The policy brief analyses Turkey’s energy strategy aiming to attain a regional energy leadership. By deconstructing the notions of ‘regional energy’ and ‘leadership’, the document shows that this aim has not been attained and is unlikely to be attained in the future. Instead, Turkey is left with the options of either supporting ‘energy securitisation’ by becoming an ‘energy power’ or ‘energy economisation’ by becoming a (non-political) ‘energy hub’.
The ‘regional energy’ in the brief is defined as the Southern energy corridor, i.e. a set of initiatives to bring Caspian and Central Asian hydrocarbons to Europe and the world without traversing Russian territory. The Copenhagen School’s idea of the ‘regional security complex’ is used to justify this approach.
The ‘leadership’ is defined, following Joseph Nye, as a combination of soft and hard power to help a group of countries to articulate and achieve their common goals. Importantly, leadership is a quality that implies ‘followership’, i.e. attractive ideas aligned with aspirations of other countries in the region.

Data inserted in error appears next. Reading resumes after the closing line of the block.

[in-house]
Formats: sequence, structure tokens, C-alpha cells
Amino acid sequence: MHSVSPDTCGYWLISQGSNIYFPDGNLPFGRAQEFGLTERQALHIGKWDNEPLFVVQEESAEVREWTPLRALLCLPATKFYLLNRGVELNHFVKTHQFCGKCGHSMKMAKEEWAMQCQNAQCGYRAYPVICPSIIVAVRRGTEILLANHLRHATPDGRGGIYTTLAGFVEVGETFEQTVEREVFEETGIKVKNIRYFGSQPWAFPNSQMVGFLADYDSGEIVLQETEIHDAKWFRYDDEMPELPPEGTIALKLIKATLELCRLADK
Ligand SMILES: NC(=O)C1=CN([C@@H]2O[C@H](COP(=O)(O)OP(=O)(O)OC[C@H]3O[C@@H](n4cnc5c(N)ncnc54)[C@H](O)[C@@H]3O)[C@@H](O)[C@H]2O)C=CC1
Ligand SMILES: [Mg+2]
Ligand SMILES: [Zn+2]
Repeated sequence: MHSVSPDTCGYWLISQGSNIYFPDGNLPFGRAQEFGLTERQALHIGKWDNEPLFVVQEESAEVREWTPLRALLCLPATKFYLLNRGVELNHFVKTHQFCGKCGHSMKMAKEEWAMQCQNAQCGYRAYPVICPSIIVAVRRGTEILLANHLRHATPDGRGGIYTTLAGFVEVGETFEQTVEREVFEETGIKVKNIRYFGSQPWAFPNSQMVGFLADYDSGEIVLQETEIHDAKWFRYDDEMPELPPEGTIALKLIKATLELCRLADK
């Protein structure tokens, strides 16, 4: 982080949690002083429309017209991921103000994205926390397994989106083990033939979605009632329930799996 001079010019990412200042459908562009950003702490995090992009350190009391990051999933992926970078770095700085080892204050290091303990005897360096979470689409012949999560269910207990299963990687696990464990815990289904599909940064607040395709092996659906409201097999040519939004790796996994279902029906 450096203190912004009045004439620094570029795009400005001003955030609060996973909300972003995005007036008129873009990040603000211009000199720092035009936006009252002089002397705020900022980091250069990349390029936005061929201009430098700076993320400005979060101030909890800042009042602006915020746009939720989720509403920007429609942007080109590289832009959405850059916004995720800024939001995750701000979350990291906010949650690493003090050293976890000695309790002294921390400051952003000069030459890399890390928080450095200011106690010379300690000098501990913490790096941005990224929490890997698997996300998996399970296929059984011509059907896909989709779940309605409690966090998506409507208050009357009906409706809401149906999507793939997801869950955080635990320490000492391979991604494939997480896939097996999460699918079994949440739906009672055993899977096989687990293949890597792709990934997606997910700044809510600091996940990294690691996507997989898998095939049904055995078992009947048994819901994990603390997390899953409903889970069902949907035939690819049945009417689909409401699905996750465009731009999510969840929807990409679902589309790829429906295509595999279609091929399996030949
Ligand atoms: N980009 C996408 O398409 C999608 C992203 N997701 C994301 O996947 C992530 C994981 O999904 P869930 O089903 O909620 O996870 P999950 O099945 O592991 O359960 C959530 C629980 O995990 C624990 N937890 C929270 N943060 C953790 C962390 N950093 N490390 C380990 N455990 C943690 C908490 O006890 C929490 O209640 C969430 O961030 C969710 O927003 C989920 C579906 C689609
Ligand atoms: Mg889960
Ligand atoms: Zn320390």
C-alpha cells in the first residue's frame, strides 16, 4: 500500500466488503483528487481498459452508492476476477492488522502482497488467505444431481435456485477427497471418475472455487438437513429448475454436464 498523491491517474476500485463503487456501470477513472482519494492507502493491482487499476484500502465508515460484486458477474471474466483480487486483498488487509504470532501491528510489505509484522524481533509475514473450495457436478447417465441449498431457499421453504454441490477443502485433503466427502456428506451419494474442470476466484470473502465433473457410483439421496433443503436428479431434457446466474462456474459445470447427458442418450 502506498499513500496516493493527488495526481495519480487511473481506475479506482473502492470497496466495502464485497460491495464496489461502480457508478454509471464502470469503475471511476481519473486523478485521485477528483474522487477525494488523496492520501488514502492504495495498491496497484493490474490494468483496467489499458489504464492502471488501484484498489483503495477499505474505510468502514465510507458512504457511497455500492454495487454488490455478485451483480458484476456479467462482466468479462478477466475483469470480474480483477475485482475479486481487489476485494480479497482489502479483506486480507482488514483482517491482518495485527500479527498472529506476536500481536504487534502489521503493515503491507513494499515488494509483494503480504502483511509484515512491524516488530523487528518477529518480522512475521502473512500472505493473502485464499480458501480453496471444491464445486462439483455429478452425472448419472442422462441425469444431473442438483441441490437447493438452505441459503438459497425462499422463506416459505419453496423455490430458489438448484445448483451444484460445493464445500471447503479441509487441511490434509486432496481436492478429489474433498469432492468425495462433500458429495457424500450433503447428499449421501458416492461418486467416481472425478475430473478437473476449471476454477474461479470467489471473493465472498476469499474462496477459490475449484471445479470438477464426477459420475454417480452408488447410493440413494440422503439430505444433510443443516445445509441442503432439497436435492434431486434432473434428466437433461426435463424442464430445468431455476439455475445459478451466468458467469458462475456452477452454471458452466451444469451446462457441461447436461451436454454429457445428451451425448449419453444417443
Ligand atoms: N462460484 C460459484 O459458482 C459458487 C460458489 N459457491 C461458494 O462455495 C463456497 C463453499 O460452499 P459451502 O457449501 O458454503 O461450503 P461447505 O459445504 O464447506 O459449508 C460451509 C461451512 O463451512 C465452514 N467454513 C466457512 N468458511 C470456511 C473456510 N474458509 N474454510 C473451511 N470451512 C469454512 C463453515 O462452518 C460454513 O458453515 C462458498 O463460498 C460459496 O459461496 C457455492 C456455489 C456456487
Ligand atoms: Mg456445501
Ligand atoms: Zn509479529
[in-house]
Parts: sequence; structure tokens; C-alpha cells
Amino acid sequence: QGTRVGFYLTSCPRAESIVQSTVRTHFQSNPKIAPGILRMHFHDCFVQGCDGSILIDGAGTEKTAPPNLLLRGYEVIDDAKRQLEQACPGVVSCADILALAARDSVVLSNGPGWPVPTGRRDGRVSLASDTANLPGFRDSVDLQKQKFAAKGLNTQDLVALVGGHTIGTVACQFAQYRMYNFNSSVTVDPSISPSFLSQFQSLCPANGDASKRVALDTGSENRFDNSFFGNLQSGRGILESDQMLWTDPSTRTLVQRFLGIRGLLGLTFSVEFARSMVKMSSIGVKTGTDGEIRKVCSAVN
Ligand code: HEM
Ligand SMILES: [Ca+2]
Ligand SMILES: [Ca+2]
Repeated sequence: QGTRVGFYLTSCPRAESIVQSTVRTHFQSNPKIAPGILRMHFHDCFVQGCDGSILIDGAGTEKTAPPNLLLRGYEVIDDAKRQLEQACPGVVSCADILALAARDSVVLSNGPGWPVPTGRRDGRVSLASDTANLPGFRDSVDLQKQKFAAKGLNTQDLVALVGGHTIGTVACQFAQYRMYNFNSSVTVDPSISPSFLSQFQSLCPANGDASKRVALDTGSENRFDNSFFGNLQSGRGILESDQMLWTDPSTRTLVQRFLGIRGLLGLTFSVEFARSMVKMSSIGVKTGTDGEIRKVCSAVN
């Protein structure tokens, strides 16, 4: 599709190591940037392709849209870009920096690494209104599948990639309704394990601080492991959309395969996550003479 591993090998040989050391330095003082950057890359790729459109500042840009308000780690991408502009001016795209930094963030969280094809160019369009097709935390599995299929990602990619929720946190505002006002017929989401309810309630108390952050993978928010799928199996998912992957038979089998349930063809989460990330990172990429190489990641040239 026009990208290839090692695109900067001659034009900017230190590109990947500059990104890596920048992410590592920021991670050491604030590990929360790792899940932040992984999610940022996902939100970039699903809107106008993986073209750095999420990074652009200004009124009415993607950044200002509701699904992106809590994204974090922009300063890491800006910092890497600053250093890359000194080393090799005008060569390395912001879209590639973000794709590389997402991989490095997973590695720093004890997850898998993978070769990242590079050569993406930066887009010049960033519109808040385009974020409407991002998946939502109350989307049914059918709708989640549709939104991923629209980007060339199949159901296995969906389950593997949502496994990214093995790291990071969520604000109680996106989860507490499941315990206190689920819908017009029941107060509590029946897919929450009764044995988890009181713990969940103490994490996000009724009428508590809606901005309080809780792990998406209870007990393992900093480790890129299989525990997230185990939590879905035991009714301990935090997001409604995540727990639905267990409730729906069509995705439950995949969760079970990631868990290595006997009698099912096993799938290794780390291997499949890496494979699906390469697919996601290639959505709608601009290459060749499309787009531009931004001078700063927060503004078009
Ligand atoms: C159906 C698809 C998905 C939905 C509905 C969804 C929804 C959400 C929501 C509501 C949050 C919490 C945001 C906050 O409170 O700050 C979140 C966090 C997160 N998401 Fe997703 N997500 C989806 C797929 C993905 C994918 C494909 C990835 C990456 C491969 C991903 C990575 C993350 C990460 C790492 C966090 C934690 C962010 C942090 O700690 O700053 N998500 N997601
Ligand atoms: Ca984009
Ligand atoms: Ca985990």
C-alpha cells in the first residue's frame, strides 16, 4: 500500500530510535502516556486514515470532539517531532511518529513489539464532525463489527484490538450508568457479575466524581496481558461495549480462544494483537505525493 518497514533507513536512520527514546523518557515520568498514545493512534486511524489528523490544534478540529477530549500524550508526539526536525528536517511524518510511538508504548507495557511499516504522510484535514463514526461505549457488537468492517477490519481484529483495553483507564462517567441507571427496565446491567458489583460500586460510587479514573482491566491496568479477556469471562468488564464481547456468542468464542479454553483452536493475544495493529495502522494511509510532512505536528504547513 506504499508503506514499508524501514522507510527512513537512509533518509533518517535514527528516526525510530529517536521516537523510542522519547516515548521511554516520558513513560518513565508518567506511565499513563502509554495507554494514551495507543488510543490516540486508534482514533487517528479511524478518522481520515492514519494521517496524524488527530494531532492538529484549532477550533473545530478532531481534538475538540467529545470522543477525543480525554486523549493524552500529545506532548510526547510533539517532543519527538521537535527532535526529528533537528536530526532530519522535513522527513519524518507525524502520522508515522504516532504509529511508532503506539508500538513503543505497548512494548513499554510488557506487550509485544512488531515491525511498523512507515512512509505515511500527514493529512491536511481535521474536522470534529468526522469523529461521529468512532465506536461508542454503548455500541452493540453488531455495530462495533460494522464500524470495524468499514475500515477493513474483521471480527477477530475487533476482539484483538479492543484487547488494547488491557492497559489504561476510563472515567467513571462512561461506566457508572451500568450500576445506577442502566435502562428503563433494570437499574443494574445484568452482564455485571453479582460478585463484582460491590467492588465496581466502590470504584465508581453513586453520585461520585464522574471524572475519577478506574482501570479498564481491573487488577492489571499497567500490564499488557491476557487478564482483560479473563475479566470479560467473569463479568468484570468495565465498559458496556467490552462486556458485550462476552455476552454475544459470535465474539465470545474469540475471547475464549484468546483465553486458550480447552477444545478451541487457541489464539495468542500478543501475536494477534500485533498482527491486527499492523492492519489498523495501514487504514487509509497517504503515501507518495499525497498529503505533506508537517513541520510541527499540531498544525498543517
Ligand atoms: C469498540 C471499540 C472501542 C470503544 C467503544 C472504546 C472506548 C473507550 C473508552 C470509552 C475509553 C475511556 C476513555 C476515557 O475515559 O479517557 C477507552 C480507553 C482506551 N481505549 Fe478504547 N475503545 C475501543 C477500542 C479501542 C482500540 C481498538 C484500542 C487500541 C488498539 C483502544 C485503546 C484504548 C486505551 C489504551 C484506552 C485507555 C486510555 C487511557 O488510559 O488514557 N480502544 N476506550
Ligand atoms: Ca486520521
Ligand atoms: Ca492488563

The brief argues that Turkey has not meet the criteria for regional energy leadership in the period of ‘new oil’ of the mid-1990s and in the Baku-Tbilisi-Ceyhan pipeline period in the late 1990s and early 2000s (when the US was a leader), in the ‘Nabucco’ period when the EU attempted but failed to lead, and currently when the leadership goes to Azerbaijan, which is likely to play a major role in financing the TANAP gas pipeline.
In the future, Turkey’s options are constrained: * to either manipulating gas supplies through her territory and thus ‘securitizing’ energy and becoming a ‘secondary energy power’ (but not a leader!) or else * to de-politicising (‘economising’) energy and becoming an ‘energy hub’, once again not a leader.
Although not stated in the brief, the concept of ‘international leadership’ may be used to analyse, for example, the role Germany aims to play with globally replicating the lessons of its Energiewende.